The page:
• Freedom Meditech – exploring measuring glucose levels through the eye by using light.

Concerns over this technology includes the impact of the technology itself on eye health, the security of the data collected, and the potentially fatal consequences of wrong amounts of medication being dispersed. All of these challenges must be satisfactorily resolved before the technology is made accessible for everyday use.

But the potential is mind blowing. No more remembering to put in eye drops. No more painful finger pricking for diabetics. Wearable technology holds the potential for making life a lot easier and significantly less painful for the nearly 385 million people worldwide with diabetes and the 20.5 million with cataracts.

And helping these individuals is just a start. Researchers would like to see smart contacts and/or related technology that also tests blood alcohol levels and cholesterol too, among other goals.

Who knows, maybe they’ll also make it possible to take pictures and do even more with your contacts. Turns out that technology is currently a reality too! (See Google Patents Contact Lens Camera, Will Help the Blind and Create Superhumans)

For additional information on this developing technology, check out the articles “Smart Contactsand “Googles smart contact lense: What it does and how it works.”

13 Ways to Suffer a Preventable Sports Injury


Sports injuriesApril is Sports Injury Prevention Month. In April 2013, we talked about “Promoting Youth Sports Safety by giving 10 suggestions to help in that effort. In April 2012, we encouraged you to “Make Eye Safety Your Goal During Sports Injury Prevention Month.” Certainly, you’re well equipped with the information to keep sports safe and enjoyable.

This year, let’s look at the flip side of preventing sports injuries by telling you 13 ways to suffer a preventative sports injury and then explain why doing so isn’t the best choice.Raquetball_Player

  1. Leave eyes unprotected. Only 35% of those surveyed by the American Academy of Ophthalmology said they always wear protective eyewear when doing yard work or playing sports. Of the 40,000 eye injuries each year during these activities, more than 90% can be prevented with protective eyewear.
  2. Never warm-up or stretch. While the best method for warming up and stretching varies by individual and by sport, the need to do so exists for every athlete.
  3. Maintain a weak core. Every sport requires the use of core muscles, so it makes sense to strengthen those in order to improve in your sport. Maintaining weak core muscles also limits an athlete’s success.
  4. Ignore proper form. Most basketball injuries occur from players landing improperly on their feet. This is just one example of how learning proper form can help prevent common injuries.
  5. Let kids be kids. Sports injuries actually occur most frequently in children ages 5-14, and most of those injuries involve collisions. Perhaps forcing safety habits on kids isn’t such a bad idea.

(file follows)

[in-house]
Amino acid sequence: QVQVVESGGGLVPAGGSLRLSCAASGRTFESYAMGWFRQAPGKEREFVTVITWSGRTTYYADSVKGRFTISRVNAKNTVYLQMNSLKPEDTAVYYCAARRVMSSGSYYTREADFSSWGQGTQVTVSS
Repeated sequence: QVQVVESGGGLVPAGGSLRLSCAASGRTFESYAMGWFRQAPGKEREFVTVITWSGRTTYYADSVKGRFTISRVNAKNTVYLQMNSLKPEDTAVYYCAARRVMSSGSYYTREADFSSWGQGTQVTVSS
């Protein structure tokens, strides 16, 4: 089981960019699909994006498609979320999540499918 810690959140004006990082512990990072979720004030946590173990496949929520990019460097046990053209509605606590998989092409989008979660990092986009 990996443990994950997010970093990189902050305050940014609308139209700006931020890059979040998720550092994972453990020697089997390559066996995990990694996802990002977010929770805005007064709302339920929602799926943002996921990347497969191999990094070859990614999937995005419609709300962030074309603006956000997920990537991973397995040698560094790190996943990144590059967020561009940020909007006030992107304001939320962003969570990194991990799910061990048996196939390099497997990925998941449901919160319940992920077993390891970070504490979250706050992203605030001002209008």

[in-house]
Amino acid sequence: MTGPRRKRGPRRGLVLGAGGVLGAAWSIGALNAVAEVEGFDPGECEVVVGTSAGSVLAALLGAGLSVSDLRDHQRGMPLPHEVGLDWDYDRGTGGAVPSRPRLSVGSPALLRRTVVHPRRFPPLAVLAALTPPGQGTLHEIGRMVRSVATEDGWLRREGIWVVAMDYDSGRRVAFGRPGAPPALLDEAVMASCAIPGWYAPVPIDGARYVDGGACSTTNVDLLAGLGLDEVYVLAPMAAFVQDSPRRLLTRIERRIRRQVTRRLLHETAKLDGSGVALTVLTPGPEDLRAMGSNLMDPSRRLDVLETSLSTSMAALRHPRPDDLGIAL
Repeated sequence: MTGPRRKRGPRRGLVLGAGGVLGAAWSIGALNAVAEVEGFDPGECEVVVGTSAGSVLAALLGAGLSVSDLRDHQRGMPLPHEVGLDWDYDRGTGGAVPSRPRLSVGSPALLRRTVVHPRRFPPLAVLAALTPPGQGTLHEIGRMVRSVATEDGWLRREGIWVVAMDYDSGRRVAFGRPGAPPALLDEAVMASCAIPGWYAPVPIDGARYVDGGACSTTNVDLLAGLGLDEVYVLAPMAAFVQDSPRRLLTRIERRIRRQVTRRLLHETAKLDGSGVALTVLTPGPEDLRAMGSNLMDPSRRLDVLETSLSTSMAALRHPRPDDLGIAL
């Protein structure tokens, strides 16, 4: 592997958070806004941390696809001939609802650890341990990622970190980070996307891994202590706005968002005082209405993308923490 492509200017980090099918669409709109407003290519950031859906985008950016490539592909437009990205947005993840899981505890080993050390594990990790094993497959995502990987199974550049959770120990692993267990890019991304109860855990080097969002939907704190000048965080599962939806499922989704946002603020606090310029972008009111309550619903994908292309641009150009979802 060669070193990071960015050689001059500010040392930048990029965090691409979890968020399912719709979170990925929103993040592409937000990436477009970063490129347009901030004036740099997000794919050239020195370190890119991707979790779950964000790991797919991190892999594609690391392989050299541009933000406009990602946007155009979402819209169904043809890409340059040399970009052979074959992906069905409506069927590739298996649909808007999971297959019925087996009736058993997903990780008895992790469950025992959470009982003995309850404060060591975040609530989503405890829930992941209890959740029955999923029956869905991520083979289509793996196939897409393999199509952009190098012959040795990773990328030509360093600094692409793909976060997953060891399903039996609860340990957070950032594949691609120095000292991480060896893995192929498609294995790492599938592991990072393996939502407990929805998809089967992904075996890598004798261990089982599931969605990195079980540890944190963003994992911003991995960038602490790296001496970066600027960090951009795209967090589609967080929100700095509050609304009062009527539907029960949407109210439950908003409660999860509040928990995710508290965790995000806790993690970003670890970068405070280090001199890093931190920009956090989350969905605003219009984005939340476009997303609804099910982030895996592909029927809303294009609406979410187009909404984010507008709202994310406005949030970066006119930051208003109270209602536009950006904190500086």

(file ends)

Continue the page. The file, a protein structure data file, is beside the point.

6. Only consider safety during games. Since there are more practices than games, it seems logical that more injuries happen during practices than during games. For this reason, always remember to practice safety so you can play safely.
  7. Skip skill levels. While challenging yourself is a good idea, going too far beyond your skill level isn’t. Know your abilities and challenge yourself sensibly.
  8. Ignore the rules. Rules bring organization to sports. They also serve to protect players. Ignoring the rules only brings chaos and injury.
  9. Refuse to wear safety gear. While preventing every sports injury is impossible, About.com says research suggests a reduction in injuries by 25% simply by taking preventative measures. These measures include wearing safety gear that is appropriate for your sport.
  10. Over-train & neglect recovery time. Athletes with the most injuries are also those with the most consecutive days of training without rest. Rest is as important to any athlete’s success as talent and performance.
  11. Play through pain & fatigue. Pain means there’s a problem. Fatigue leads to poor judgment. Both usually result in longer recovery from an injury or overuse than had you stopped and rested at the first sign of pain and fatigue.
  12. Be a weekend warrior. Neglecting regular workouts and then hitting your sport hard on weekends too often leads to injury and fatigue that puts you out of commission indefinitely. Instead, exercise consistently during the week and still enjoy weekend activities.
  13. Stick with just the ICE method for recovery. Instead, convert to the PRICE method for recovery. This method begins with protection from further injury along with restricting activity before moving on to applying ice, applying compression, and elevating.

The best way to continue enjoying your sport on the field rather than just on the sidelines involves employing habits to prevent injury. You’ll also find more success and longevity as an athlete when you make safety, prevention and common sense a part of your training program.